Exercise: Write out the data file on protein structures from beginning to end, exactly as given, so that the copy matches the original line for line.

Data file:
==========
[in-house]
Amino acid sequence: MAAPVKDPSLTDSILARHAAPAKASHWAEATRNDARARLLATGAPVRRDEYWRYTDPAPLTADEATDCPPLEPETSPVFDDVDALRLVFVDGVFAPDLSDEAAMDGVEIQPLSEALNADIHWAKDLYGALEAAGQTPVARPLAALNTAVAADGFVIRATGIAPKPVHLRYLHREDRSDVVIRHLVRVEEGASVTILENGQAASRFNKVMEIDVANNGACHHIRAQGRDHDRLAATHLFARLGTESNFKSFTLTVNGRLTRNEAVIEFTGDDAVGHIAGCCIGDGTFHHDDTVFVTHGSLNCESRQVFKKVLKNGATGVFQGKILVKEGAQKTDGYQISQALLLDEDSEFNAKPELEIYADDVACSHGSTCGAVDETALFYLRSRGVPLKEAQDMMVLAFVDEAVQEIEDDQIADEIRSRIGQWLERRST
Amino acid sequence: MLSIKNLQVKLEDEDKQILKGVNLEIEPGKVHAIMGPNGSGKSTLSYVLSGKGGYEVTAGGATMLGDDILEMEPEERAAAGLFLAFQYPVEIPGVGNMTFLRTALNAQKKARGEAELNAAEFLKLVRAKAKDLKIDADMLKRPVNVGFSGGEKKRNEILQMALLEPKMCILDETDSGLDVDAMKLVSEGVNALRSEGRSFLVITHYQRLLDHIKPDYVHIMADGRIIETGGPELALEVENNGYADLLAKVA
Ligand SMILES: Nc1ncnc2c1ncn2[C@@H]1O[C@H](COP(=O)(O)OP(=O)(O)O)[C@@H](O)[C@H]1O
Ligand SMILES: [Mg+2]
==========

[in-house]
Amino acid sequence: MAAPVKDPSLTDSILARHAAPAKASHWAEATRNDARARLLATGAPVRRDEYWRYTDPAPLTADEATDCPPLEPETSPVFDDVDALRLVFVDGVFAPDLSDEAAMDGVEIQPLSEALNADIHWAKDLYGALEAAGQTPVARPLAALNTAVAADGFVIRATGIAPKPVHLRYLHREDRSDVVIRHLVRVEEGASVTILENGQAASRFNKVMEIDVANNGACHHIRAQGRDHDRLAATHLFARLGTESNFKSFTLTVNGRLTRNEAVIEFTGDDAVGHIAGCCIGDGTFHHDDTVFVTHGSLNCESRQVFKKVLKNGATGVFQGKILVKEGAQKTDGYQISQALLLDEDSEFNAKPELEIYADDVACSHGSTCGAVDETALFYLRSRGVPLKEAQDMMVLAFVDEAVQEIEDDQIADEIRSRIGQWLERRST
Amino acid sequence: MLSIKNLQVKLEDEDKQILKGVNLEIEPGKVHAIMGPNGSGKSTLSYVLSGKGGYEVTAGGATMLGDDILEMEPEERAAAGLFLAFQYPVEIPGVGNMTFLRTALNAQKKARGEAELNAAEFLKLVRAKAKDLKIDADMLKRPVNVGFSGGEKKRNEILQMALLEPKMCILDETDSGLDVDAMKLVSEGVNALRSEGRSFLVITHYQRLLDHIKPDYVHIMADGRIIETGGPELALEVENNGYADLLAKVA
Ligand SMILES: Nc1ncnc2c1ncn2[C@@H]1O[C@H](COP(=O)(O)OP(=O)(O)O)[C@@H](O)[C@H]1O
Ligand SMILES: [Mg+2]